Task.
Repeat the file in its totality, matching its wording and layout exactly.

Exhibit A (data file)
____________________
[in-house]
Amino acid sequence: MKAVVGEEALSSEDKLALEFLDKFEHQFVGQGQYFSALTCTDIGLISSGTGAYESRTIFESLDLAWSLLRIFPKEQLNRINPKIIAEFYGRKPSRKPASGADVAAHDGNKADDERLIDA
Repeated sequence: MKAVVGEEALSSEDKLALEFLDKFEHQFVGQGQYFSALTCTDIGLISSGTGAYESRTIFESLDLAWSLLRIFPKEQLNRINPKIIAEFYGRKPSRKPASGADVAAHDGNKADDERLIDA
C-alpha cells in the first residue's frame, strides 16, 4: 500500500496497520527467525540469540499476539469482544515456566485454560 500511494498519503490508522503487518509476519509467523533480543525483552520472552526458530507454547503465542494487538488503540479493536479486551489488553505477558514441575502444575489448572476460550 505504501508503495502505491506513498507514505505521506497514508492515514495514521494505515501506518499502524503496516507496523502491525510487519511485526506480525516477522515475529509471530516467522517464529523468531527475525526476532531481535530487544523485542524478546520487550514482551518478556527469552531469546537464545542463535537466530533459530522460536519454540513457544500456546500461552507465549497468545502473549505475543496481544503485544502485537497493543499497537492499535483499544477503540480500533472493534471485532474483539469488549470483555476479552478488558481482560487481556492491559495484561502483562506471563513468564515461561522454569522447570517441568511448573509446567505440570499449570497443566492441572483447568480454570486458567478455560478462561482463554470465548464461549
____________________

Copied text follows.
[in-house]
Amino acid sequence: MKAVVGEEALSSEDKLALEFLDKFEHQFVGQGQYFSALTCTDIGLISSGTGAYESRTIFESLDLAWSLLRIFPKEQLNRINPKIIAEFYGRKPSRKPASGADVAAHDGNKADDERLIDA
Repeated sequence: MKAVVGEEALSSEDKLALEFLDKFEHQFVGQGQYFSALTCTDIGLISSGTGAYESRTIFESLDLAWSLLRIFPKEQLNRINPKIIAEFYGRKPSRKPASGADVAAHDGNKADDERLIDA
C-alpha cells in the first residue's frame, strides 16, 4: 500500500496497520527467525540469540499476539469482544515456566485454560 500511494498519503490508522503487518509476519509467523533480543525483552520472552526458530507454547503465542494487538488503540479493536479486551489488553505477558514441575502444575489448572476460550 505504501508503495502505491506513498507514505505521506497514508492515514495514521494505515501506518499502524503496516507496523502491525510487519511485526506480525516477522515475529509471530516467522517464529523468531527475525526476532531481535530487544523485542524478546520487550514482551518478556527469552531469546537464545542463535537466530533459530522460536519454540513457544500456546500461552507465549497468545502473549505475543496481544503485544502485537497493543499497537492499535483499544477503540480500533472493534471485532474483539469488549470483555476479552478488558481482560487481556492491559495484561502483562506471563513468564515461561522454569522447570517441568511448573509446567505440570499449570497443566492441572483447568480454570486458567478455560478462561482463554470465548464461549